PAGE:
Monday, February 11, 2008

Getting Loud and Being Proud at Cal-Berkeley

One of the enduring issues in women’s sports, at both the professional and collegiate levels, is the reluctance to acknowledge lesbian fans. Some teams, like the NY Liberty, have gone as far as add extra security when they got wind of an informal plan among lesbian fans to increase their visibility at games. A few years ago, the Sacramento monarchs, who routinely acknowledge community groups attending the game over the public address system, refused to acknowledge the attendance of a lesbian group because the word “Dyke” was part of their name.

It took the WNBA several years before some teams began to promote games in LGBT media and actively seek out lesbian fans at LGBT pride events and community gathering places. The LPGA still does not embrace the lavender ladies who line the fairways. Attend any women’s competition in most sports, however, and it is clear that lesbians and their families are enthusiastic and loyal sports fans. How could it be anything but homophobia to ignore a significant part of a sport’s fan base?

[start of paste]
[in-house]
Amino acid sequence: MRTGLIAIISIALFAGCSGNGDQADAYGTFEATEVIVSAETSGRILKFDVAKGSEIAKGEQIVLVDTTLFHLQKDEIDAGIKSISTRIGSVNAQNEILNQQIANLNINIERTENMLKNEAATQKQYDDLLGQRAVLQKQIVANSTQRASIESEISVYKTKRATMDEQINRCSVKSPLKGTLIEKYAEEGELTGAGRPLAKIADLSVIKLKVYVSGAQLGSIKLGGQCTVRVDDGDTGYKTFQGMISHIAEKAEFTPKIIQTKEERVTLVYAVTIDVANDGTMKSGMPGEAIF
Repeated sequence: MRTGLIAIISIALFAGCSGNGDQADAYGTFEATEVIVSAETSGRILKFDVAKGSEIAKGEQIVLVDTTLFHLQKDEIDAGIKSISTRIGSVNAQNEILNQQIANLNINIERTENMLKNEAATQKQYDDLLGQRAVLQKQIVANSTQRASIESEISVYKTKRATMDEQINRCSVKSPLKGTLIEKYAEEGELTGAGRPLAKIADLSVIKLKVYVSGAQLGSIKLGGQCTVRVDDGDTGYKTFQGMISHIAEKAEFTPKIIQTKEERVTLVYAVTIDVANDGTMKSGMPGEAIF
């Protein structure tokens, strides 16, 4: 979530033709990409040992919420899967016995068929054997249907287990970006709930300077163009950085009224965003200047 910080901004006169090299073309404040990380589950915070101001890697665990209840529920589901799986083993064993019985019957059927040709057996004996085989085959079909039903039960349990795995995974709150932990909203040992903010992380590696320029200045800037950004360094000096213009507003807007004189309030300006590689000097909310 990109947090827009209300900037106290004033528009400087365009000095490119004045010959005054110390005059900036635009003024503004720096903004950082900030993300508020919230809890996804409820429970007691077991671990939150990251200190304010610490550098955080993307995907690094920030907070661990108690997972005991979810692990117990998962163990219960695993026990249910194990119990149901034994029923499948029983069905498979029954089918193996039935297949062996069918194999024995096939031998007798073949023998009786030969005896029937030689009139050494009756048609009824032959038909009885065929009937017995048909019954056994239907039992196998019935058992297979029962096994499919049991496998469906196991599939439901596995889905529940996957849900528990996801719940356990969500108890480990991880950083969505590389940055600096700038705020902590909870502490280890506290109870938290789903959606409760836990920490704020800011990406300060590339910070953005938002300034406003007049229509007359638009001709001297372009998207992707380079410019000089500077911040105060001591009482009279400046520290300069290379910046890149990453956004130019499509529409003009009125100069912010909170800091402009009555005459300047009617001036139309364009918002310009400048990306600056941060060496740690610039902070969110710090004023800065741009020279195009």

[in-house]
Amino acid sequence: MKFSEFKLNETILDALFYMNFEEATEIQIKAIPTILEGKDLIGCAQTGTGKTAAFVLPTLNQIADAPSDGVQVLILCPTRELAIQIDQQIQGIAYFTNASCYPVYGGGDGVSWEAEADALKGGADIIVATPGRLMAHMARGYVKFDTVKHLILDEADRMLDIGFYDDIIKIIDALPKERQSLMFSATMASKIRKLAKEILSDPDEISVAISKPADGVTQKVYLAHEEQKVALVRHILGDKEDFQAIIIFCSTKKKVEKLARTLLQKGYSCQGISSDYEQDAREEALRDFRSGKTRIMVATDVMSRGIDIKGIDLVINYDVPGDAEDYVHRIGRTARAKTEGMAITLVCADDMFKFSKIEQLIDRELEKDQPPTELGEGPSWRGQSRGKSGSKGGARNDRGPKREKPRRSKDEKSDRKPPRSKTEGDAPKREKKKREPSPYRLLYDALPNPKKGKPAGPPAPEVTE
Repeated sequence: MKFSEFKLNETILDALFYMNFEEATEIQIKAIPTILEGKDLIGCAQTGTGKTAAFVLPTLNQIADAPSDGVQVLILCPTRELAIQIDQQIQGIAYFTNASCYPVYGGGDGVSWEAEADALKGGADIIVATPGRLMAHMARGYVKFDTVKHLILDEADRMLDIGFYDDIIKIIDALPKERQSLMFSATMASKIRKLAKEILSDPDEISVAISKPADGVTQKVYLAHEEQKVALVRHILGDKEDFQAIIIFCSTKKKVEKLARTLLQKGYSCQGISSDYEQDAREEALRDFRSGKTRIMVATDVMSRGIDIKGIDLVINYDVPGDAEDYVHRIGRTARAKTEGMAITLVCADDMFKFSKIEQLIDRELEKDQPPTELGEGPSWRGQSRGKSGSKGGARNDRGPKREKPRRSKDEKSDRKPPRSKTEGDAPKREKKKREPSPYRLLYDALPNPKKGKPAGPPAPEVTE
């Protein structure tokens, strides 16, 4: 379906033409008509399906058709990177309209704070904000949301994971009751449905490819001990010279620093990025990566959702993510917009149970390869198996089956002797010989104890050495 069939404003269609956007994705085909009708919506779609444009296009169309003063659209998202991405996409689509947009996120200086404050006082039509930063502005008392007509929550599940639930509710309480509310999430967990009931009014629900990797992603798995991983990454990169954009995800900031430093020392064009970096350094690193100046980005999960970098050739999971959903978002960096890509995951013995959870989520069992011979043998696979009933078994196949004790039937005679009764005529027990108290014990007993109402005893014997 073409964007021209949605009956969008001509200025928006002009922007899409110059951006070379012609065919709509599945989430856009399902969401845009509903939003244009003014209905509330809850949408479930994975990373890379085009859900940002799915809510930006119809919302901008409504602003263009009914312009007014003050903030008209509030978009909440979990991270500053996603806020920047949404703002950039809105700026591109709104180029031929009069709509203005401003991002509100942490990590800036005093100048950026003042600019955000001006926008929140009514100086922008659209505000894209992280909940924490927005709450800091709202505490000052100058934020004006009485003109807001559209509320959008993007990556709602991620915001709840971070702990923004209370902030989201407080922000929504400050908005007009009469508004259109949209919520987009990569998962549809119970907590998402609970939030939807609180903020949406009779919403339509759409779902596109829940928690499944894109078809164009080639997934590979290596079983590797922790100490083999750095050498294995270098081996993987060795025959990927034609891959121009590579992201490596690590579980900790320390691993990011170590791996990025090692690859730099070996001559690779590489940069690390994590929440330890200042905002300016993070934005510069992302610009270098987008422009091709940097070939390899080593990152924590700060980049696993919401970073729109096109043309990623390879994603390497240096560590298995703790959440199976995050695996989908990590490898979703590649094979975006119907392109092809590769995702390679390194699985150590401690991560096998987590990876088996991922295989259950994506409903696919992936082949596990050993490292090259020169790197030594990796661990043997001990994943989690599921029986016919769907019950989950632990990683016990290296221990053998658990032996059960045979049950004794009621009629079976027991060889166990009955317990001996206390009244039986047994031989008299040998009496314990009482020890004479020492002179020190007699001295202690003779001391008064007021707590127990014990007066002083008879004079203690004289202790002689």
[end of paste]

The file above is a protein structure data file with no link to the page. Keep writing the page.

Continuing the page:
A few major league baseball teams have begun sponsoring “Gay Day” once during the season, but as far as I know no other men’s professional sports and no men’s collegiate sports have sponsored anything that acknowledges the presence of LGBT fans.

As far as women’s collegiate sports go, few schools make any serious attempts to attract or capitalize on support from the local lesbian and gay community. That is why the University of California women’s basketball game vs. the University of Arizona on February 16 is a real landmark. UC-Berkeley has declared this game “GLBT Pride Day” and, on their publicity poster for the day, they invite LGBT fans to “get loud and be proud.” The poster goes on to invite everyone to “join Cal Women’s Basketball in celebrating the Gay, Lesbian, Bisexual and Transgender Community and embracing our diversity.” The poster, complete with rainbow flags, is posted on the UC-Berkeley athletics ticket page on the Athletic Department web page. The event is also advertised in the Bay Area Reporter, the local LGBT newspaper.

I think this is a first in women’s collegiate basketball. If I’m wrong, I’d like to know where else schools are sponsoring LGBT Days and advertising the event on the Official Athletic Department web site. I’d love to give credit to all schools who are embracing their LGBT fans as Cal-Berkeley is. Here is a big shout out to Cal Women’s Basketball. If you live in the Bay area, I encourage you to go to the game and call the athletic department and Coach Boyle to let them know you appreciate this event.

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